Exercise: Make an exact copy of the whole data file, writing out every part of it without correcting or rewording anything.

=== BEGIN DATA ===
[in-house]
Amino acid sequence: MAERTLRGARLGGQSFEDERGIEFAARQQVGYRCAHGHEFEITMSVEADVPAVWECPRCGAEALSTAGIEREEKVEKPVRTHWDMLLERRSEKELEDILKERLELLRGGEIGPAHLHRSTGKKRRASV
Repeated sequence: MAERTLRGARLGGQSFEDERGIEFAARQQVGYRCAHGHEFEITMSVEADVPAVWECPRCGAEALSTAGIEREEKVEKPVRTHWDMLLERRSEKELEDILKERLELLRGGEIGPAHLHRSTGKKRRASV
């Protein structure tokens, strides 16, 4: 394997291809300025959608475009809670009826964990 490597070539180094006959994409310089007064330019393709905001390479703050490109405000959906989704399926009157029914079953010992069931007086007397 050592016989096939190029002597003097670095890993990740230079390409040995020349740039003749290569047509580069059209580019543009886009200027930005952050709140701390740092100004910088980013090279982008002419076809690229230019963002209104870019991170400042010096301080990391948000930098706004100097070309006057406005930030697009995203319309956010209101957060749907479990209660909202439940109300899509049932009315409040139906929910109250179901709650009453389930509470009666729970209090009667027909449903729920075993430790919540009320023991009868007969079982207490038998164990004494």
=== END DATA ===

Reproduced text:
[in-house]
Amino acid sequence: MAERTLRGARLGGQSFEDERGIEFAARQQVGYRCAHGHEFEITMSVEADVPAVWECPRCGAEALSTAGIEREEKVEKPVRTHWDMLLERRSEKELEDILKERLELLRGGEIGPAHLHRSTGKKRRASV
Repeated sequence: MAERTLRGARLGGQSFEDERGIEFAARQQVGYRCAHGHEFEITMSVEADVPAVWECPRCGAEALSTAGIEREEKVEKPVRTHWDMLLERRSEKELEDILKERLELLRGGEIGPAHLHRSTGKKRRASV
């Protein structure tokens, strides 16, 4: 394997291809300025959608475009809670009826964990 490597070539180094006959994409310089007064330019393709905001390479703050490109405000959906989704399926009157029914079953010992069931007086007397 050592016989096939190029002597003097670095890993990740230079390409040995020349740039003749290569047509580069059209580019543009886009200027930005952050709140701390740092100004910088980013090279982008002419076809690229230019963002209104870019991170400042010096301080990391948000930098706004100097070309006057406005930030697009995203319309956010209101957060749907479990209660909202439940109300899509049932009315409040139906929910109250179901709650009453389930509470009666729970209090009667027909449903729920075993430790919540009320023991009868007969079982207490038998164990004494």